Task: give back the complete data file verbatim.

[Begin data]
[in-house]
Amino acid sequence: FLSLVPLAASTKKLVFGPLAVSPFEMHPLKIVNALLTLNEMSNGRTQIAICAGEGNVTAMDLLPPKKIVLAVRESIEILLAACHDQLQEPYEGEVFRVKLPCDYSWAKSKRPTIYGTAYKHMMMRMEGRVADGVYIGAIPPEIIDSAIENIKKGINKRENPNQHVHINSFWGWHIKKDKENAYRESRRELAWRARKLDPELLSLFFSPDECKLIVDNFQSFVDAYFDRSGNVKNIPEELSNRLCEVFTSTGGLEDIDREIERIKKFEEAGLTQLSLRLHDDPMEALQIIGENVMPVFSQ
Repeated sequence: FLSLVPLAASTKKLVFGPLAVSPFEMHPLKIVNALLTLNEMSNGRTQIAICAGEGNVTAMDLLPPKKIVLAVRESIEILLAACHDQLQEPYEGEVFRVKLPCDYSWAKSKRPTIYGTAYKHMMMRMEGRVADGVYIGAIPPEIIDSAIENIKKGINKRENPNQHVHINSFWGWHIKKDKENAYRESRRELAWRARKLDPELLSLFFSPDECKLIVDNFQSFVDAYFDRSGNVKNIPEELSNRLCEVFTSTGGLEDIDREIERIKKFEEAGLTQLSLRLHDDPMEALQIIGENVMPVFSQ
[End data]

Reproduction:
[in-house]
Amino acid sequence: FLSLVPLAASTKKLVFGPLAVSPFEMHPLKIVNALLTLNEMSNGRTQIAICAGEGNVTAMDLLPPKKIVLAVRESIEILLAACHDQLQEPYEGEVFRVKLPCDYSWAKSKRPTIYGTAYKHMMMRMEGRVADGVYIGAIPPEIIDSAIENIKKGINKRENPNQHVHINSFWGWHIKKDKENAYRESRRELAWRARKLDPELLSLFFSPDECKLIVDNFQSFVDAYFDRSGNVKNIPEELSNRLCEVFTSTGGLEDIDREIERIKKFEEAGLTQLSLRLHDDPMEALQIIGENVMPVFSQ
Repeated sequence: FLSLVPLAASTKKLVFGPLAVSPFEMHPLKIVNALLTLNEMSNGRTQIAICAGEGNVTAMDLLPPKKIVLAVRESIEILLAACHDQLQEPYEGEVFRVKLPCDYSWAKSKRPTIYGTAYKHMMMRMEGRVADGVYIGAIPPEIIDSAIENIKKGINKRENPNQHVHINSFWGWHIKKDKENAYRESRRELAWRARKLDPELLSLFFSPDECKLIVDNFQSFVDAYFDRSGNVKNIPEELSNRLCEVFTSTGGLEDIDREIERIKKFEEAGLTQLSLRLHDDPMEALQIIGENVMPVFSQ